No mainstream journalist in America, much less Congress, dares to investigate this issue. Let us ask the hypothetical: If Israel were somehow involved in the events of 9/11, could it get away with it?

If it is dangerous to state the obvious fact that neocons are largely Jews who have an affinity for Israel, then plumbing the depths of a murky conspiracy to implicate the Israelis in 9/11 would risk a death sentence, for one's career at least. Everyone realizes that. Thus, the established media have busily ignored the whole Israeli spy issue, after some early and brief lapses into actual journalism.

Here is a simple question. Would Ariel Sharon's government do anything that might harm the United States or American citizens if it thought that such an action were vital for Israeli security and that it could get away with it completely? We know that the current war was seen as important for Israel. Israel even confected some of the phony WMD lies.

Israel was certainly willing to take American lives when it attacked the U.S.S. Liberty. The government of Yitzhak Shamir is reported to have sold the Soviet Union valuable U.S. documents stolen by Israelo-American spy Jonathan Pollard — information which, once in Soviet hands, led to the death of American agents. Moreover, in recent years Israel has resold to China sophisticated American weaponry that could easily be turned against the United States. Finally, according to a study released just before September 11, 2001, by the Army's School of Advanced Military Studies, the Israeli Mossad was ruthless enough to target American forces and place the blame on Arab terrorists. The study characterized the Mossad as follows: "Wildcard. Ruthless and cunning. Has capability to target U.S. forces and make it look like a Palestinian/Arab act." (See "U.S. troops would enforce peace under Army study," by Rowan Scarborough, Washington Times, September 10, 2001; and my own "September 11 and the war in Palestine," TLD, April 23, 2002.)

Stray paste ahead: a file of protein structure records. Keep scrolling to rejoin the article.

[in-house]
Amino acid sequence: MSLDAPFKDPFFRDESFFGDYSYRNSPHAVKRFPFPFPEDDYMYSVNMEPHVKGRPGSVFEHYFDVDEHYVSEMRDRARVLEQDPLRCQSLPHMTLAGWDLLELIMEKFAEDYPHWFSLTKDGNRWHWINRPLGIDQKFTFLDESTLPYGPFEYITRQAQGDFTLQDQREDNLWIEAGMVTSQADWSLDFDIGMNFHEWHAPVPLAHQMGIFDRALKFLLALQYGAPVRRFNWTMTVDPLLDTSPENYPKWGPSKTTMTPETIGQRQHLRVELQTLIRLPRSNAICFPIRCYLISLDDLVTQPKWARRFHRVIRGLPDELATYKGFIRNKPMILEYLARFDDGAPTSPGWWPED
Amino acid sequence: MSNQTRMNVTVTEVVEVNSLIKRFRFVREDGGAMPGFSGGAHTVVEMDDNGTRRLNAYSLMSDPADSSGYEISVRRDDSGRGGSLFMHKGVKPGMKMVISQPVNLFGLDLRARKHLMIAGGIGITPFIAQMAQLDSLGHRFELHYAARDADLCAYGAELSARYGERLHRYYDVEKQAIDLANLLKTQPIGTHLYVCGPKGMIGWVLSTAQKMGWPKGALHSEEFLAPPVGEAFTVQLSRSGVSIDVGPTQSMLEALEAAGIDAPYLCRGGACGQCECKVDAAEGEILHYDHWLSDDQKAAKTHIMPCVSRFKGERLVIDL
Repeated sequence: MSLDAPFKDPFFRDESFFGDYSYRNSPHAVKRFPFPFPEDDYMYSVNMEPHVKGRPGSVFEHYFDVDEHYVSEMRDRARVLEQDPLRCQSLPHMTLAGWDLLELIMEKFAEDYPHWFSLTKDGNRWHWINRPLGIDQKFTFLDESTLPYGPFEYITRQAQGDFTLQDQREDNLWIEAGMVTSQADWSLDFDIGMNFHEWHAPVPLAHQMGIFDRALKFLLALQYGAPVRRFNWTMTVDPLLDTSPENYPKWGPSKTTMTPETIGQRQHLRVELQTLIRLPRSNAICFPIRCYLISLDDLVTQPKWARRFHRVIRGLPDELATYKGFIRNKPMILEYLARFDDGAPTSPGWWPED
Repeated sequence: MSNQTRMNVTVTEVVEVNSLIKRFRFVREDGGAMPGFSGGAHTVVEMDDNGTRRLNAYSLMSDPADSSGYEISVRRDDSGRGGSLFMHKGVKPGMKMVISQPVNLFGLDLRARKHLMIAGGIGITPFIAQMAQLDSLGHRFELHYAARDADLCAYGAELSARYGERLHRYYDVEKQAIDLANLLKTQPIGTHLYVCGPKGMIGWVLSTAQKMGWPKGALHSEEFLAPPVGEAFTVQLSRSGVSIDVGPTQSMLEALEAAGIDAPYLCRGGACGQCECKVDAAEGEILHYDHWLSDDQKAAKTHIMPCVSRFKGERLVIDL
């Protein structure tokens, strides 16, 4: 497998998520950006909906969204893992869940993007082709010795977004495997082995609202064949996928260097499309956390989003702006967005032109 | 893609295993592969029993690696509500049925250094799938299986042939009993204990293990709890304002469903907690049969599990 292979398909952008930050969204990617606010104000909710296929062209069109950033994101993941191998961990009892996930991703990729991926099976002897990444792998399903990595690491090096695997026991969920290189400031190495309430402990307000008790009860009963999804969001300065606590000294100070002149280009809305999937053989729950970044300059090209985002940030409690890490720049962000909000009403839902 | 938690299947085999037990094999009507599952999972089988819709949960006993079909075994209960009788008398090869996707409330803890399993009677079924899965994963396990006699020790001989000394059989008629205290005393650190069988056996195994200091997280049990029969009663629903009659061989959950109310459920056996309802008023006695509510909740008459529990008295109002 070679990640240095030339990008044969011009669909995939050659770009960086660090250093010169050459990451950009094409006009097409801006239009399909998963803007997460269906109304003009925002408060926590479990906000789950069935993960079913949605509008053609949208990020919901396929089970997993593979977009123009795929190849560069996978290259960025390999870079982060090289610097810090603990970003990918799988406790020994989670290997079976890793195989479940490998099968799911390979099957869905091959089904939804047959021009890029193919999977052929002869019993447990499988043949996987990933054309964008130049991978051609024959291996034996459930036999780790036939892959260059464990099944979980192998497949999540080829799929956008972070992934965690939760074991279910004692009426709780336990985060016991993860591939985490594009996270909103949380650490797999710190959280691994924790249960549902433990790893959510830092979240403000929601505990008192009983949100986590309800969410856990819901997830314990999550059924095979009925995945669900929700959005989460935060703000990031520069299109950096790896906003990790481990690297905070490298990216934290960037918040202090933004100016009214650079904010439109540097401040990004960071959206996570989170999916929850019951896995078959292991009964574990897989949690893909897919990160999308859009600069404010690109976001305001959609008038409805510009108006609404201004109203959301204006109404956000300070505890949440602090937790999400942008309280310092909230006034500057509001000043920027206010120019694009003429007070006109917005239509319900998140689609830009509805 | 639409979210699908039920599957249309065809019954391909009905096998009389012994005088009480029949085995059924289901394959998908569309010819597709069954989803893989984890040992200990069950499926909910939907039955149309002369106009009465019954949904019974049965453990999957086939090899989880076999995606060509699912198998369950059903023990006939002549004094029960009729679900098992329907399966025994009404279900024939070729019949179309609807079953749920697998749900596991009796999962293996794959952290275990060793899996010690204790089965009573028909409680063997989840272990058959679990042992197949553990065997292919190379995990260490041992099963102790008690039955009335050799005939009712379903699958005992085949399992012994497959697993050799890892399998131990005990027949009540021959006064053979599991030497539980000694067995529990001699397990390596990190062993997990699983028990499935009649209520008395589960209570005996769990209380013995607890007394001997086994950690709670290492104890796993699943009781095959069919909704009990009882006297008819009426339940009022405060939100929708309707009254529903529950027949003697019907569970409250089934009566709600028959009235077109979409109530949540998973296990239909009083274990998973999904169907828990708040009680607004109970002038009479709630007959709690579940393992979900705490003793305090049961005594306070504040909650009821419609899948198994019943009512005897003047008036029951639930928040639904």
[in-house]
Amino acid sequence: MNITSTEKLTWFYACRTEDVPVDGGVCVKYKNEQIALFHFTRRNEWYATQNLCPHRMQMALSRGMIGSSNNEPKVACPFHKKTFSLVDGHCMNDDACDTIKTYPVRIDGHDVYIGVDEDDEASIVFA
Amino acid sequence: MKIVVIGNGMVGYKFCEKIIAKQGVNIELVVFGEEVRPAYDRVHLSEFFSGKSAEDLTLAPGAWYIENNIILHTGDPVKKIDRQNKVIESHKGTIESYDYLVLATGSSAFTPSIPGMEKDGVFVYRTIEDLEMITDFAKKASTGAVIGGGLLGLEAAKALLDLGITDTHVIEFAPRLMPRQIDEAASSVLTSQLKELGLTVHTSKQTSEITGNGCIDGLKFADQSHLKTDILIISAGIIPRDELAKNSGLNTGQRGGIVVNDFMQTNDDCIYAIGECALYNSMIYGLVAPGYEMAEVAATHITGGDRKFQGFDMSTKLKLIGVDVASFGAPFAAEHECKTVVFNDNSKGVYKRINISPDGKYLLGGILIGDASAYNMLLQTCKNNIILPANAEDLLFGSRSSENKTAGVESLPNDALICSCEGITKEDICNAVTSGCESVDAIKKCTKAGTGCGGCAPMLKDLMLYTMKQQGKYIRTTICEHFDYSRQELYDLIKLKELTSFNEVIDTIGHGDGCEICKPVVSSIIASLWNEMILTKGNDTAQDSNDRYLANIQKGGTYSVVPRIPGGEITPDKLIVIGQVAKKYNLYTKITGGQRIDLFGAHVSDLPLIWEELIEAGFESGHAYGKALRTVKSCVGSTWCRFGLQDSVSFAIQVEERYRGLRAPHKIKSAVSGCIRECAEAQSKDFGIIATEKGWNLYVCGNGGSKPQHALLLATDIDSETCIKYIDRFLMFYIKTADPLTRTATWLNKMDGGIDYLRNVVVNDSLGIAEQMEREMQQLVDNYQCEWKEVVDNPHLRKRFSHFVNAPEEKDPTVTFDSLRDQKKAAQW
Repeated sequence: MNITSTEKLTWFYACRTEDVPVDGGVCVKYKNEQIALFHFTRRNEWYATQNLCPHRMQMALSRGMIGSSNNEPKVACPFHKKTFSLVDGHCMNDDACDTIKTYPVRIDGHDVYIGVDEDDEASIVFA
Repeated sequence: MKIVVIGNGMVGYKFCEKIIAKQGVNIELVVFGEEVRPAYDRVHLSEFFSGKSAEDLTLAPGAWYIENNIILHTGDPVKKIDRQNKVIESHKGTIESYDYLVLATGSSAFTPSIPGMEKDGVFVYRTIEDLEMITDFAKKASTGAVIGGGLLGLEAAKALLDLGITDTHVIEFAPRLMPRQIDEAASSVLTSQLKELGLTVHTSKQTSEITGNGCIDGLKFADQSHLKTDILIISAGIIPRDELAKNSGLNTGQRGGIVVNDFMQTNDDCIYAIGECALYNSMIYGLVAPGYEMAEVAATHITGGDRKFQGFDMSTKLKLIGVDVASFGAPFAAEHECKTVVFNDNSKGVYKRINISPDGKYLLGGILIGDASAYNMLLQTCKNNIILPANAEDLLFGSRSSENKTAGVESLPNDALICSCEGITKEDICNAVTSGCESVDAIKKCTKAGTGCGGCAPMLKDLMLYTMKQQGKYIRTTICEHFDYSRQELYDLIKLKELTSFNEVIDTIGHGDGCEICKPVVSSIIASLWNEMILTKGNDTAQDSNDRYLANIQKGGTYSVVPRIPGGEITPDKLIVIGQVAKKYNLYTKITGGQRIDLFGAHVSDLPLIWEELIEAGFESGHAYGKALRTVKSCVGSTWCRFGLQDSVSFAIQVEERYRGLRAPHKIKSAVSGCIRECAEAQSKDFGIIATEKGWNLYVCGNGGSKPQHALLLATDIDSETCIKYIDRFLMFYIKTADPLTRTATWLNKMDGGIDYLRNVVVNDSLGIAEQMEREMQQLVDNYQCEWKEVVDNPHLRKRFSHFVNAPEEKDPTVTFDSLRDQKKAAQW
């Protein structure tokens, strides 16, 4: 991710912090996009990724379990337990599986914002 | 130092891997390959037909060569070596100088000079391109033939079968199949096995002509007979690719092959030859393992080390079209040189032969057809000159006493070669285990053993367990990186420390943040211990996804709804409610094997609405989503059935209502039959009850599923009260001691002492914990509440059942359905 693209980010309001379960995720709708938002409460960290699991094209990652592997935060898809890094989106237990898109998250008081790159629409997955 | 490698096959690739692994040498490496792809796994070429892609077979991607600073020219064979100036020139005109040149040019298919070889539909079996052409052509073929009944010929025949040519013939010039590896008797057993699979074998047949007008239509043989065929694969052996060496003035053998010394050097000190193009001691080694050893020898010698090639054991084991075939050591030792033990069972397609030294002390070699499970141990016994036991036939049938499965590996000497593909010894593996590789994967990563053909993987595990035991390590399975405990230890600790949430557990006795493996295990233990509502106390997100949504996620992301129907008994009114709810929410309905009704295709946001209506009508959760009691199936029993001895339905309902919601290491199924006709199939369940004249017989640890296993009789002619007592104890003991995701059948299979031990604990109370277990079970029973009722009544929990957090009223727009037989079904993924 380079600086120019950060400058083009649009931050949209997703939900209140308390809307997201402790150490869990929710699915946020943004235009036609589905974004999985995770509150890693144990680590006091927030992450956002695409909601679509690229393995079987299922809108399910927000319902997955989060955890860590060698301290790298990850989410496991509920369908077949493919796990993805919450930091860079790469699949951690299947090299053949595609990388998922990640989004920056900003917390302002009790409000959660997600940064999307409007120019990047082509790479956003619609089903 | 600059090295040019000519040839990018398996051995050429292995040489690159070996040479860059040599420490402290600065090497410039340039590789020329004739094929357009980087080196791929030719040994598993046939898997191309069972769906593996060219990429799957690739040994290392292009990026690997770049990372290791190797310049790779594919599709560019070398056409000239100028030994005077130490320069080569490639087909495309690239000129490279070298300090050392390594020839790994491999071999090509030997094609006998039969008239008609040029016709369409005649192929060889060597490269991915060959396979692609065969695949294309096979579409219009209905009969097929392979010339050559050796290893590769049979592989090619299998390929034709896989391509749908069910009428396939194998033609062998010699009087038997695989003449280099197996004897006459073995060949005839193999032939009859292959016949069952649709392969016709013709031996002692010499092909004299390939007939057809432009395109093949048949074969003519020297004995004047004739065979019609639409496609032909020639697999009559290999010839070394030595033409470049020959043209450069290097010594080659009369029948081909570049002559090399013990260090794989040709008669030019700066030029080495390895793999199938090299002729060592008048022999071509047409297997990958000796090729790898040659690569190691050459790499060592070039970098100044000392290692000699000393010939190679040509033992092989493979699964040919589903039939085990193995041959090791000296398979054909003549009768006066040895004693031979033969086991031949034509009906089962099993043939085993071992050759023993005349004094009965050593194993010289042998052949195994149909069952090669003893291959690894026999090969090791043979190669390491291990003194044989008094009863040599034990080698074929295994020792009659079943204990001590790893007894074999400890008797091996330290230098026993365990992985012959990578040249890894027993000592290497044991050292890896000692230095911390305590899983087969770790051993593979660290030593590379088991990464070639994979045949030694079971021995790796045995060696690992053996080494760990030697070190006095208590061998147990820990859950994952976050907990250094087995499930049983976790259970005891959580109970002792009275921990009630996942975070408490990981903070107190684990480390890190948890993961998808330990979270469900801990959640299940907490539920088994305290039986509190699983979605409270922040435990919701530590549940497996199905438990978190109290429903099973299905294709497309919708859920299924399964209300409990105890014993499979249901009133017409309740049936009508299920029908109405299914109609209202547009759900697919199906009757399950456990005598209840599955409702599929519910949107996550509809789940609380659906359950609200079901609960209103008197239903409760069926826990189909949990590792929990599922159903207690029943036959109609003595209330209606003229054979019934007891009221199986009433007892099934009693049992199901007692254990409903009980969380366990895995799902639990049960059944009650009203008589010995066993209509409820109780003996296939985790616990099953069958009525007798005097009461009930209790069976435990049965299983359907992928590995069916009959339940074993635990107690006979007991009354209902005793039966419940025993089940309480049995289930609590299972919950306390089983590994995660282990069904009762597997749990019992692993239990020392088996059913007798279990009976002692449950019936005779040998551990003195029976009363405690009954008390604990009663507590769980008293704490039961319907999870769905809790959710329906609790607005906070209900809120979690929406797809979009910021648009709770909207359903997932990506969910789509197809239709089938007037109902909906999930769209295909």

Note, too, that Ariel Sharon is about the boldest and most ruthless Israeli politician ever to hold office.

In short, the fact that the discussion of any Israeli connection to the Iraq war is totally taboo makes it more likely that Israel would risk being connected to the 9/11 terrorism. That does not mean definite proof of such involvement has come to light; rather it means that if Israel were involved, no mainstream individual or organization would ever dare mount an investigation to unearth the proof. In view of that fact, it seems plausible that Sharon would try to pull something off if he thought it would significantly benefit Israel. In fact, a more reasonable question would be: why would Sharon refrain from such an endeavor?

One dasn't even think of asking such questions in the advanced progressive democracy to the north. And even in the backward, unprogressive United States, which lacks a Canadian-style "Human Rights Tribunal" to penalize thoughtcriminals, anyone who is thinking of going down that hard road is probably going to think twice.

April 17, 2004